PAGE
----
I already know from experience that I can’t cope with long dark days in winter, but visiting northern latitudes in summer is a real treat. Particularly when the scenery is spectacular enough to attract a World Heritage site designation.
The run from Oslo to Bergen is pretty dramatic even on the fast route. Once one decides to take the scenic trail (roads 7 and 50) the wow factor goes into overload. There we were at 1200m with a partially ftoven lake and snow fields coming down to the water’s edge a mere 10 days from the Summer Solstice, or the 500m switchback down a precipice with the turns dug into tunnels in the cliff face…
Anyway we stopped in Aurland, and the hotel manager waxed lyrical about various viewpoints, and a not to be missed ferry trip up the Nærøyfjord leaving from the jetty at 09:15.
The day was slightly hazy to start with, but rapidly improving
By the time one has set the polarising filter on the front of the lens the resulting raw files look like HDR processing — so much so that I though you might enjoy a comparison.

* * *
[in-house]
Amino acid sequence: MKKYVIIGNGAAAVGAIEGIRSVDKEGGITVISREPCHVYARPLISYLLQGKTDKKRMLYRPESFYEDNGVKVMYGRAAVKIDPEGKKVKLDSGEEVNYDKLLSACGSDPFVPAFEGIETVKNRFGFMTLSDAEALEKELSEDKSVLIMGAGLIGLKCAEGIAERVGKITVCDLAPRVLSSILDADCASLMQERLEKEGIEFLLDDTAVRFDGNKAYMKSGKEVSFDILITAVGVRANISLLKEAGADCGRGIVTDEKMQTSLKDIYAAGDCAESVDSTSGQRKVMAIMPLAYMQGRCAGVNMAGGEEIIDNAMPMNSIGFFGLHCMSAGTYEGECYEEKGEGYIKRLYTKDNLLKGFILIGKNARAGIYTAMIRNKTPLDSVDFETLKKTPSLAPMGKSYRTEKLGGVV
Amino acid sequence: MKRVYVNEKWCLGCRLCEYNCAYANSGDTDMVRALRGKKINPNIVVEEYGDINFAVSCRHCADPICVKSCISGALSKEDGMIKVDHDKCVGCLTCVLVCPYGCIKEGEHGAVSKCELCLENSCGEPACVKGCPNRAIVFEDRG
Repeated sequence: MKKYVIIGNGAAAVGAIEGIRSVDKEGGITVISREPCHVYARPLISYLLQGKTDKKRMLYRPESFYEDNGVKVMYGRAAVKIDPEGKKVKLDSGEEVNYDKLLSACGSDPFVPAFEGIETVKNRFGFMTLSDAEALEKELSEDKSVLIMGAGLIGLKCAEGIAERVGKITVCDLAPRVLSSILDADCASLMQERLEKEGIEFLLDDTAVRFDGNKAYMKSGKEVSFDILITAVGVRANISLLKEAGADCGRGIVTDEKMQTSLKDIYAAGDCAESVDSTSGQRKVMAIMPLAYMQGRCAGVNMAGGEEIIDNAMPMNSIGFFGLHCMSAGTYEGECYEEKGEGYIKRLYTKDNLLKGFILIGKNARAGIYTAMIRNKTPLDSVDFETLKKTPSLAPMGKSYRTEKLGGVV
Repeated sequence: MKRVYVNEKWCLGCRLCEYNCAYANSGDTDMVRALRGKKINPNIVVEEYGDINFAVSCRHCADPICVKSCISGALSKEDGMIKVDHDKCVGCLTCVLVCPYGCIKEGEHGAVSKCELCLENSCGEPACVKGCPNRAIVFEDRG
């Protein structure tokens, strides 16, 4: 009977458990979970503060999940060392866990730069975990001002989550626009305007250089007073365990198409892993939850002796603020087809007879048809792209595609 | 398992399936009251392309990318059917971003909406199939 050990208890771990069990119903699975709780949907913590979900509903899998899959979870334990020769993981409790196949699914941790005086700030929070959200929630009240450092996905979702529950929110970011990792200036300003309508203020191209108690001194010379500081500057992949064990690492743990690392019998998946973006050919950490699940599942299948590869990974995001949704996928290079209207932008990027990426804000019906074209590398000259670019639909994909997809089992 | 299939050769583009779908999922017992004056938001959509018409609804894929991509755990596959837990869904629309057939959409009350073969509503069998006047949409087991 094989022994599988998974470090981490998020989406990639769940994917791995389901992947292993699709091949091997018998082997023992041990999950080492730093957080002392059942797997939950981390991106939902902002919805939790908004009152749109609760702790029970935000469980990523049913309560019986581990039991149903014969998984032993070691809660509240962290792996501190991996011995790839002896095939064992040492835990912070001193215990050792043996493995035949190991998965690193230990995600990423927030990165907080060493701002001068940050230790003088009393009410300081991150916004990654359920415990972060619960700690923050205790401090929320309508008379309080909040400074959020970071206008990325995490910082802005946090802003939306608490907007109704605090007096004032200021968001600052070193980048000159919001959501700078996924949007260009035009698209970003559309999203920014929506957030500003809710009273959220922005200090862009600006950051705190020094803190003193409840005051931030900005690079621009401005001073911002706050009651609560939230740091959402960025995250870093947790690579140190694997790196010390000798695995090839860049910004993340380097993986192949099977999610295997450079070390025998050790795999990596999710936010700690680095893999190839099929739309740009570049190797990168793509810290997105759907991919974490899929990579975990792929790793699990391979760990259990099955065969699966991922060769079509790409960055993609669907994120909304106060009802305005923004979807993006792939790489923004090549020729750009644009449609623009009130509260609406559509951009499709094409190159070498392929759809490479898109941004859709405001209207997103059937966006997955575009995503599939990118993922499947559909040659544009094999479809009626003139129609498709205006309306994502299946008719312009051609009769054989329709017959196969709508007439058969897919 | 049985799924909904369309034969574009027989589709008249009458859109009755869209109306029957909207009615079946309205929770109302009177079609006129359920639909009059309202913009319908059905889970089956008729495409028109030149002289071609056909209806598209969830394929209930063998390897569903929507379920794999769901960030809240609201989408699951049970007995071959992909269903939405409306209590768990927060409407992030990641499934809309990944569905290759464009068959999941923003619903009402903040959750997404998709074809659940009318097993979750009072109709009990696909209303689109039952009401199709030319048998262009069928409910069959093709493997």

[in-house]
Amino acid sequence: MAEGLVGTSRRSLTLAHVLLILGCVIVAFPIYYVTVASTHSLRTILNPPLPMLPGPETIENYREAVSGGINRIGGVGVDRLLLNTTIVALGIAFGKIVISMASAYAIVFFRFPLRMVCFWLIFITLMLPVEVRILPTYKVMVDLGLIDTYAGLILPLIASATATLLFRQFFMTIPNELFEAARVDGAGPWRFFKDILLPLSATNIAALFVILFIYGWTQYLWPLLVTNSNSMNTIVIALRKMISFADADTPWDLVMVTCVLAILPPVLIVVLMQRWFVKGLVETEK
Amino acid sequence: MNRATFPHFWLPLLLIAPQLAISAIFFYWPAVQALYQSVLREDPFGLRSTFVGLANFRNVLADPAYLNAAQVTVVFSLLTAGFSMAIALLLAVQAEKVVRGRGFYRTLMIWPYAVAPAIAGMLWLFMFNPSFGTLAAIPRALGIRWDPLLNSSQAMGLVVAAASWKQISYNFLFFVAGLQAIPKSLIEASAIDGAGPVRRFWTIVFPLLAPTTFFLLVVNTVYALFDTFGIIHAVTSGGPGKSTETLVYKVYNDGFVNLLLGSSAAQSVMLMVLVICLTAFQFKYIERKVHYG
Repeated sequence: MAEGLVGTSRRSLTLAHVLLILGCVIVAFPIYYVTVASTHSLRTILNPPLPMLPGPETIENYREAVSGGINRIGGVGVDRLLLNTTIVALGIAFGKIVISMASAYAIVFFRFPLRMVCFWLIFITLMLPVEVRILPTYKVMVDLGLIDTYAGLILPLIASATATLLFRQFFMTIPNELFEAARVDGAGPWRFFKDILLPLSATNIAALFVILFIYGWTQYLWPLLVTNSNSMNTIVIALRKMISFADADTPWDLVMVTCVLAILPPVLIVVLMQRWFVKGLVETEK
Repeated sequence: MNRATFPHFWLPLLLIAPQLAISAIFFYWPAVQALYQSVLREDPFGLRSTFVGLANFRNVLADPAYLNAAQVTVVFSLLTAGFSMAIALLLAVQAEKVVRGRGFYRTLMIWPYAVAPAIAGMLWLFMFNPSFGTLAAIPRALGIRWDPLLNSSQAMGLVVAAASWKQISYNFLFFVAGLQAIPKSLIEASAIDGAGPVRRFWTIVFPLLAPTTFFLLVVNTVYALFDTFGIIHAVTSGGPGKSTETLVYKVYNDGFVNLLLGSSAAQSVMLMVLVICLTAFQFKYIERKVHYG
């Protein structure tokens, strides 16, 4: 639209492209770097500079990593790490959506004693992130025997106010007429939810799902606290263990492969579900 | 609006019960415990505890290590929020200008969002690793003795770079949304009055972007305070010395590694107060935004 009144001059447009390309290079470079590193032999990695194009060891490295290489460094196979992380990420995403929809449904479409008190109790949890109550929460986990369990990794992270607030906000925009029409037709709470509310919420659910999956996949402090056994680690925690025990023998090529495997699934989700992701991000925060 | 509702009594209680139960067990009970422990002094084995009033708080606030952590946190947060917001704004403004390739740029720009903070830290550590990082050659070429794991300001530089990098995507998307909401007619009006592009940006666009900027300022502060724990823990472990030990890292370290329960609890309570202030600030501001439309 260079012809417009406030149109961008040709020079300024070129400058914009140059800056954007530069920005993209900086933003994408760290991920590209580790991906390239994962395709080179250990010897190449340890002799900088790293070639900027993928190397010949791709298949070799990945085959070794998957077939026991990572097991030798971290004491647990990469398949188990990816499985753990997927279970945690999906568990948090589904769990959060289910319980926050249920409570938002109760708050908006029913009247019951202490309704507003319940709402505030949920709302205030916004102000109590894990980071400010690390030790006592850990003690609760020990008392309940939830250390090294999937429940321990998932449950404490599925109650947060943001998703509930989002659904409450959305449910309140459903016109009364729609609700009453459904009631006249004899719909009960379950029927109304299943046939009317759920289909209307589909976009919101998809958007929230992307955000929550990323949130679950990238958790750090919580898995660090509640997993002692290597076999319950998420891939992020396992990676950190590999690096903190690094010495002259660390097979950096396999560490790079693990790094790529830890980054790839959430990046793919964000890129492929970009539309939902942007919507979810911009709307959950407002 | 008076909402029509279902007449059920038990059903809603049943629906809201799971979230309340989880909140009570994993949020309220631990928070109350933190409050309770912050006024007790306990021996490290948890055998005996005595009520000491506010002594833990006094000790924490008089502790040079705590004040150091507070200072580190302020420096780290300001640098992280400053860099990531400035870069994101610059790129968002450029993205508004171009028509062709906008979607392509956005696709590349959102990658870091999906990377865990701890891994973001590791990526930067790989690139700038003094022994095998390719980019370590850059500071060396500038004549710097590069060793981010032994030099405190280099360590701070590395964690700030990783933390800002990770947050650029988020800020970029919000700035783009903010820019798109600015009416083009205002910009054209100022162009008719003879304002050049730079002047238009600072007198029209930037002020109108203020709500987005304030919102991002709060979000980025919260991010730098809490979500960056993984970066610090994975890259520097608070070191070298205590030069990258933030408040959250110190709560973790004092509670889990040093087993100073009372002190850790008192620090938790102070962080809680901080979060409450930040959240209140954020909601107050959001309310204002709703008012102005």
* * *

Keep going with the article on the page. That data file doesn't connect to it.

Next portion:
The other photo looks extremely simmilar
And finally a third offering of the same image. Which do you rate?
The actual information is available when you click for the full story, All files were processed full size then shrunk for the blog in Photoshop with “Nearest Neighbour” processing
Image 1 is the normal exposure from a group of 3 bracketed by 2ev for HDR processing
Image 2 is HDR processed with Photomatix
Image 3 is HDR processed with Photoshop CS5 HDR Pro
Both HDRs give better sky, better rendition of the dark mountainside, and the trees to the right, but the village is tack sharp in image 1, but there is distinct softness in image 2. I’ll personally go with 1 or 3, after running this test, despite the way the CS5 stack batch processing does not behave quite how one might wish, and the significantly better sky from Photomatix.